THE LAME-DUCK Congress has been presented a plan for a new COVID-19 economic relief plan that is badly needed. It remains to be seen, however, if it will be acted upon.
The package comes from the Problem Solvers Caucus, a group of 25 Democrats and 25 Republicans, and a bipartisan group of Senators and was presented Dec. 1. The proposal would include $908 billion in total aid, including both new funding and the reallocation of previously appropriated Coronavirus Aid, Relief, and Economic Security Act funding.
The proposal would include $288 billion for the Paycheck Protection Program, a key objective of industry groups such as AAHOA, the American Hotel and Lodging Association and the U.S. Travel Association. It also includes $160 billion for state and local governments, $180 billion for unemployment benefits and $16 billion for vaccine development and distribution and COVID-19 testing.
“This is a win for the American people, for common sense, and for problem solving. With cases spiking, winter around the corner, and countless small businesses closing every day, and far too many families hurting, we simply cannot leave anyone out in the cold. This is an essential down payment on what our families, small businesses, and local communities need,” said Problem Solvers Caucus Co-Chair Josh Gottheimer of New Jersey. “This four-month COVID-19 emergency relief package will get us through the hardest months of winter and into a new Administration.”
AHLA endorsed the Problem Solvers proposal in a statement from Chip Rogers, the association’s president and CEO who last week said another stimulus package, the Main Street Lending program, had done very little to help hotels suffering from the COVID-19 economic downturn.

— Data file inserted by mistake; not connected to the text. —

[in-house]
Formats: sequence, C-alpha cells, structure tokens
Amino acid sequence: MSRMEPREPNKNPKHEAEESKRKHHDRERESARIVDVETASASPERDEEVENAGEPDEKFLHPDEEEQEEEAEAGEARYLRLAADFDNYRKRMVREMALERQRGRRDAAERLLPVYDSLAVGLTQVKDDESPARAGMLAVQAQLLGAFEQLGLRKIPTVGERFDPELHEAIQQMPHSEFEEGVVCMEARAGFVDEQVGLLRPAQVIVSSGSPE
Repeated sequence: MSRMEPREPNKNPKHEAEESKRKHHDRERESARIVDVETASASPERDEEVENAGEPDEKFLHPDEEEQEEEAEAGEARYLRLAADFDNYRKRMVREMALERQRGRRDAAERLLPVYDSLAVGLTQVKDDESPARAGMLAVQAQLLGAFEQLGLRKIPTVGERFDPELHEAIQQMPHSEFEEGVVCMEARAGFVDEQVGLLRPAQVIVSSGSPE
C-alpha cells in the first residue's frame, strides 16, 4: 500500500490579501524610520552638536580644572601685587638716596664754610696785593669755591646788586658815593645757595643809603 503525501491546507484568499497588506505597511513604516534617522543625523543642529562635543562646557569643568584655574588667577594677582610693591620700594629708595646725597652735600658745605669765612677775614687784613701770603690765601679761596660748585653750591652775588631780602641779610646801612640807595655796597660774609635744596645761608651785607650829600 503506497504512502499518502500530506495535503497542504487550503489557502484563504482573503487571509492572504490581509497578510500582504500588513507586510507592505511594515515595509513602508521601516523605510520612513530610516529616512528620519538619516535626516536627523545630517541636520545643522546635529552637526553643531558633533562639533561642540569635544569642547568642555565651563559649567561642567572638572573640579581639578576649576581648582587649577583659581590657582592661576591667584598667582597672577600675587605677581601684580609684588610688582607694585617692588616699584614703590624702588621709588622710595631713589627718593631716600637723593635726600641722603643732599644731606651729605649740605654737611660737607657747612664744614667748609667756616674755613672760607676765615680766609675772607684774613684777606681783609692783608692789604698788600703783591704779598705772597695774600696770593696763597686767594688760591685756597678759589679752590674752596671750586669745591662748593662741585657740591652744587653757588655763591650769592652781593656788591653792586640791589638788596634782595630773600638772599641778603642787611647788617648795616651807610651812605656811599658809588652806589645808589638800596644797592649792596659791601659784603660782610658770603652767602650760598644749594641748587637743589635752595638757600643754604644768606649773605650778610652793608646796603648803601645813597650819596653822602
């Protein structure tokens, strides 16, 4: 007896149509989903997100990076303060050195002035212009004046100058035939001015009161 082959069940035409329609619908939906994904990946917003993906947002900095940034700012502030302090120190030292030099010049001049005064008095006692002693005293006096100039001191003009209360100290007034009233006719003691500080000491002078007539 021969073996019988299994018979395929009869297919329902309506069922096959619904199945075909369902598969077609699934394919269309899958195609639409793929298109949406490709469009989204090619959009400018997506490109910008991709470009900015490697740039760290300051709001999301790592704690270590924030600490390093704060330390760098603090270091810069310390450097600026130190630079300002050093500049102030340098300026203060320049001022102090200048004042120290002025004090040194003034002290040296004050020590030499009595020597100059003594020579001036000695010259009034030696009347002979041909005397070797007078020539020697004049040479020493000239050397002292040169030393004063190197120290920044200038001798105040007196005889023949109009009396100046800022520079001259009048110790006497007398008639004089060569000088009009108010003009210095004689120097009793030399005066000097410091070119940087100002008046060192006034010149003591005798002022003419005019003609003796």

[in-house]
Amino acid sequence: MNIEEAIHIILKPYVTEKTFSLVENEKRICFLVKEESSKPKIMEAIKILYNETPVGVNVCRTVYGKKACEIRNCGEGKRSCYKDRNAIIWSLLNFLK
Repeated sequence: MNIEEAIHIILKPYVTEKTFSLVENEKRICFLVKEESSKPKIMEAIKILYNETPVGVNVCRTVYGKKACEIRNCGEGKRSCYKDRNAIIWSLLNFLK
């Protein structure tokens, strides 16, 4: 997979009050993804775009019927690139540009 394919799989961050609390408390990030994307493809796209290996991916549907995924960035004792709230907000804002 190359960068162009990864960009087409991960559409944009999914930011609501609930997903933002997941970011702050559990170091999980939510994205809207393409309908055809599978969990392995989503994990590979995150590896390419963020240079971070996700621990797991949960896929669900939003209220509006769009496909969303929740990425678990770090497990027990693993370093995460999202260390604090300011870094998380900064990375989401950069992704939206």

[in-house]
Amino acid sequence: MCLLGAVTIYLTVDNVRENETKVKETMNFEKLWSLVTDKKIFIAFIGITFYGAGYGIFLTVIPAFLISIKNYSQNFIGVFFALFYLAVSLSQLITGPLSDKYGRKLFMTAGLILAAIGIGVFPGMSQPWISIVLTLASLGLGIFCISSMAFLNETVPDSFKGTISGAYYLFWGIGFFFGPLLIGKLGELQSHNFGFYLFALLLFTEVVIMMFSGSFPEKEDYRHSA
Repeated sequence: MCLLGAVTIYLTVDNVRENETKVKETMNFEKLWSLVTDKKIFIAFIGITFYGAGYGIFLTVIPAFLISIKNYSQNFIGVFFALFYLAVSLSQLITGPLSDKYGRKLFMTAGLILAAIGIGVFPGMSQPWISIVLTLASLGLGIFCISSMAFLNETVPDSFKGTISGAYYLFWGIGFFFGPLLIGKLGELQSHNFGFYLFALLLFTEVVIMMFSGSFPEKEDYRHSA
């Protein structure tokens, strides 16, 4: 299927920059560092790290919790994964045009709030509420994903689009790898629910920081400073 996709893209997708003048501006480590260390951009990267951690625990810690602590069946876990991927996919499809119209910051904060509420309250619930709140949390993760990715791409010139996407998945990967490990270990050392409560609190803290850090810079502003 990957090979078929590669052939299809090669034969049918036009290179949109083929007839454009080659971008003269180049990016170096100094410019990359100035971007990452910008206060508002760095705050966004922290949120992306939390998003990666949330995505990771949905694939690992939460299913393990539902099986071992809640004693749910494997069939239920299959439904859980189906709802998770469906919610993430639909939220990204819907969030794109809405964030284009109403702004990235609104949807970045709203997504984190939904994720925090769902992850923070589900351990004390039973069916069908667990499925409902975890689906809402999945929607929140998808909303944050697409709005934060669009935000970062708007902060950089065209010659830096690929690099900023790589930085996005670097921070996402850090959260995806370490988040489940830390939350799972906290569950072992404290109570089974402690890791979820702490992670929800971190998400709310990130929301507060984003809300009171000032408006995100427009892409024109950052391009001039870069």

“We need Congress to prioritize the industries and employees most affected by the crisis. Every hour Congress doesn’t act hotels lose 400 jobs, and we hope this proposal helps to break the partisan stalemate in Washington,” Rogers said. “Without action from Congress, half of U.S. hotels could close with massive layoffs in the next six months. Waiting until the new Congress is untenable for our crippled industry. A relief bill before the end of the year would be a critical lifeline for our industry to help us retain and rehire the people who power our industry, our communities and our economy. We urge Congress to come together swiftly and in a bipartisan manner to find comprehensive solutions to move our country forward through this crisis.”
Most respondents to a recent USTA survey of 1,000 voters, 87 percent, support another round of coronavirus-related relief from Washington. The survey also found 79 percent of respondents want the two political parties to work together on policy.
With total travel spending projected to be down 45 percent from last year, according to USTA, the travel industry has suffered massive job losses that could get worse as the pandemic surges, said Roger Dow, USTA president and CEO.
“The urgent needs of one of the country’s biggest job-creating sectors have been clear for some time, and it is now also clear that the voting public strongly desires action from Washington,” Dow said. “Advancing a bipartisan coronavirus relief measure is both the right thing to do, and the right thing to do politically. And it needs to be done now, not in the next Congress, because large numbers of our small-business employers simply won’t survive that long and their lost jobs will then be permanent.”
Enhancing and expanding the PPP program is one of USTA’s priorities for the new stimulus package, Dow said. He welcomed word of the Problem Solvers proposal.
“The relief framework proposed today is welcome evidence that there is bipartisan, bicameral support in Congress for a deal—just like among the American public at large—and we urgently need Congress to act now,” Dow said.
USTA is a founding member of the COVID RELIEF NOW Coalition, along with AHLA and other organizations aimed at advocating for a new relief package. The coalition recently released a new commercial in support of that goal.
Media reports indicate there is some hope that the new plan will be approved.
“I’ve never been more hopeful that we’ll get a bill,” said Sen. Lindsey Graham, a Republican from South Carolina, told CNN.